How mindset and personal attitude influence your employability

Experts on sustainable employability of university employees assume that you are responsible as an individual employee for consciously shaping your own career, while the university as employer should facilitate and support you in this endeavor. This implicit hypothesis emerged in an expert meeting about a research report by dr. Judith Semeijn and prof. dr. Tinka van Vuuren on sustainable employability of university employees.*

Is employability policy the instrument for a university to select top talent and sort out the ‘losers’? This is one of the more cynical questions discussed at the expert meeting. I do not believe this is necessarily the case. Career diversity and flexibility has grown enormously in the past decades. Fluid career paths and corresponding freedom of choice come with great responsibility. Yours, if you think like this: “If I am free to choose any career, it is also up to me whether I succeed or fail” – a potentially crushing thought indeed. And that of the academic employer: you need to give active support not only to the absolute top talents among your researchers, but also for the subtop and other staff and facilitators – with an open mind to outcomes that might not be in the best interest of the organization directly. But there is a fine line between encouraging free, personal career responsibility and paralyzing people with unattainable succes images.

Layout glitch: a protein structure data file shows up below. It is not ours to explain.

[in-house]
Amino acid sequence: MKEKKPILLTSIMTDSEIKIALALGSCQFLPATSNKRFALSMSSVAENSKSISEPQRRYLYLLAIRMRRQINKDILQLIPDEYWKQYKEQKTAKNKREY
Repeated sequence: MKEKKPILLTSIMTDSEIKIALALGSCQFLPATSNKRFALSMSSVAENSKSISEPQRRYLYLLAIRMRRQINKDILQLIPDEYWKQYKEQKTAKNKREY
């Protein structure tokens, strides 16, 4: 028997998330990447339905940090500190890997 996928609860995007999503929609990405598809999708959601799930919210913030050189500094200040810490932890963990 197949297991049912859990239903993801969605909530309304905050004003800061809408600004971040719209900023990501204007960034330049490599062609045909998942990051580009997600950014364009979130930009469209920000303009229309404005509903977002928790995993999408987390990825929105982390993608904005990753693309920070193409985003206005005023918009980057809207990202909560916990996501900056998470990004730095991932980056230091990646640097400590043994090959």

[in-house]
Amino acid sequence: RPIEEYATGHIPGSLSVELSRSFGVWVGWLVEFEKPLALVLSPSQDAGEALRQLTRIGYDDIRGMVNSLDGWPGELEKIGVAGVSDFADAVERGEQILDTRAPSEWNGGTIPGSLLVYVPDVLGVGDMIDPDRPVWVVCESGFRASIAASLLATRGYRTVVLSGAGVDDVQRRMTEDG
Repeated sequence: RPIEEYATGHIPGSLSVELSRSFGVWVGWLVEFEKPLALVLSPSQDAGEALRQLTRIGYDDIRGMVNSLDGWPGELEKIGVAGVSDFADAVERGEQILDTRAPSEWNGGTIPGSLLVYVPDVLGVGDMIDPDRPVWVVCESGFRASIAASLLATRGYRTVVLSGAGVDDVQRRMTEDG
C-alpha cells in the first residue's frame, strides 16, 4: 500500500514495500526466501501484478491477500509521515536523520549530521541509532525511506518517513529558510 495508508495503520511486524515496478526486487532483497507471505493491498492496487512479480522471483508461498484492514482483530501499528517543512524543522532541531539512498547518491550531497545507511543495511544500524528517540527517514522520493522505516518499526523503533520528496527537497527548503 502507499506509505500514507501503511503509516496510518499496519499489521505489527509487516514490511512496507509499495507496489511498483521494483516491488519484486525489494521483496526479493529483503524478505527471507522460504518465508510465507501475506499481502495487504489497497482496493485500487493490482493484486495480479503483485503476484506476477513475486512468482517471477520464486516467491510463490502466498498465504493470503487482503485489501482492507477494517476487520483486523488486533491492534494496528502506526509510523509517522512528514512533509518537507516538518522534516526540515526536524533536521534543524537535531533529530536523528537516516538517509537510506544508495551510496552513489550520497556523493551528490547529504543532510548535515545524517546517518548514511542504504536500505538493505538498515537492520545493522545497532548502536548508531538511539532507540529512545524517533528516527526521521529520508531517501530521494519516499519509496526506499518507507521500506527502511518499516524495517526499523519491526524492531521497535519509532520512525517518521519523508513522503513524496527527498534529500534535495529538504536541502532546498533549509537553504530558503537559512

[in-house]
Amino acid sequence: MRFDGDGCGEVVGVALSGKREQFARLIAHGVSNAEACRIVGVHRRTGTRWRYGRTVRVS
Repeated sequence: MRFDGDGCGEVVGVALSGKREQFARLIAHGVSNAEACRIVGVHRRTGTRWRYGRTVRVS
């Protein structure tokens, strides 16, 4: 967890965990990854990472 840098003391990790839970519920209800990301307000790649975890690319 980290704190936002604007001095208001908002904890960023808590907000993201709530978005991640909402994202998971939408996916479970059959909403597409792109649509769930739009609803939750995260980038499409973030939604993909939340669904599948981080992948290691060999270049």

Whether you take the personal perspective of the individual or the organization’s perspective of the executive, my best advice is to look into your notion of success. What does a successful career look like? And how does it allow for diversity and unforeseen turns of life?


*In February this year I organized this expert meeting together with the Women’s Network at Utrecht University and the Campus Coaches from Campus Orléon. My article resulting from this meeting has just been published in Pandora, the UU Women’s Network magazine. This post touches upon some highlights. I will link to the complete article as soon as it is available online.

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